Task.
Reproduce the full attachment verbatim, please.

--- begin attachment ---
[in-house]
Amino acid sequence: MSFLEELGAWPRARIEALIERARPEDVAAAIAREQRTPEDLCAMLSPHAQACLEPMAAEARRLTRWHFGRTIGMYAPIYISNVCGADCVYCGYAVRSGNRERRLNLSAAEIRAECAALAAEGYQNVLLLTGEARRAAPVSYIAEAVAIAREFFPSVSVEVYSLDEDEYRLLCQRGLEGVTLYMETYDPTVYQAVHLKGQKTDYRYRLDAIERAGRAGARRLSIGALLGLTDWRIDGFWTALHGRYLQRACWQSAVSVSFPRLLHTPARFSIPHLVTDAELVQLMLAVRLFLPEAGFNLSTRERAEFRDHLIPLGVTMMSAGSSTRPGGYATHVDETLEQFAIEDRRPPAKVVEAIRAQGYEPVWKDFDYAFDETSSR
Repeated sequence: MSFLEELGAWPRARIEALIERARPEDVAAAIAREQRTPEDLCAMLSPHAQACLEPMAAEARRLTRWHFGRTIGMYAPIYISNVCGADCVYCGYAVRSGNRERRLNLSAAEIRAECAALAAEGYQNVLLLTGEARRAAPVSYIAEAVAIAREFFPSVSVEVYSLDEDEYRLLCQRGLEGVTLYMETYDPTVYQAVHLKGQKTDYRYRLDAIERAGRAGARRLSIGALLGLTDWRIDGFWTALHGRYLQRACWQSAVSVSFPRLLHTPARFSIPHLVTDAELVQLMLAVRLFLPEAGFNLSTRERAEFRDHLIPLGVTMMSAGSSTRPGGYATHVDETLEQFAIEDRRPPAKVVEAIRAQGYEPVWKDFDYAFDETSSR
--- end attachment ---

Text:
[in-house]
Amino acid sequence: MSFLEELGAWPRARIEALIERARPEDVAAAIAREQRTPEDLCAMLSPHAQACLEPMAAEARRLTRWHFGRTIGMYAPIYISNVCGADCVYCGYAVRSGNRERRLNLSAAEIRAECAALAAEGYQNVLLLTGEARRAAPVSYIAEAVAIAREFFPSVSVEVYSLDEDEYRLLCQRGLEGVTLYMETYDPTVYQAVHLKGQKTDYRYRLDAIERAGRAGARRLSIGALLGLTDWRIDGFWTALHGRYLQRACWQSAVSVSFPRLLHTPARFSIPHLVTDAELVQLMLAVRLFLPEAGFNLSTRERAEFRDHLIPLGVTMMSAGSSTRPGGYATHVDETLEQFAIEDRRPPAKVVEAIRAQGYEPVWKDFDYAFDETSSR
Repeated sequence: MSFLEELGAWPRARIEALIERARPEDVAAAIAREQRTPEDLCAMLSPHAQACLEPMAAEARRLTRWHFGRTIGMYAPIYISNVCGADCVYCGYAVRSGNRERRLNLSAAEIRAECAALAAEGYQNVLLLTGEARRAAPVSYIAEAVAIAREFFPSVSVEVYSLDEDEYRLLCQRGLEGVTLYMETYDPTVYQAVHLKGQKTDYRYRLDAIERAGRAGARRLSIGALLGLTDWRIDGFWTALHGRYLQRACWQSAVSVSFPRLLHTPARFSIPHLVTDAELVQLMLAVRLFLPEAGFNLSTRERAEFRDHLIPLGVTMMSAGSSTRPGGYATHVDETLEQFAIEDRRPPAKVVEAIRAQGYEPVWKDFDYAFDETSSR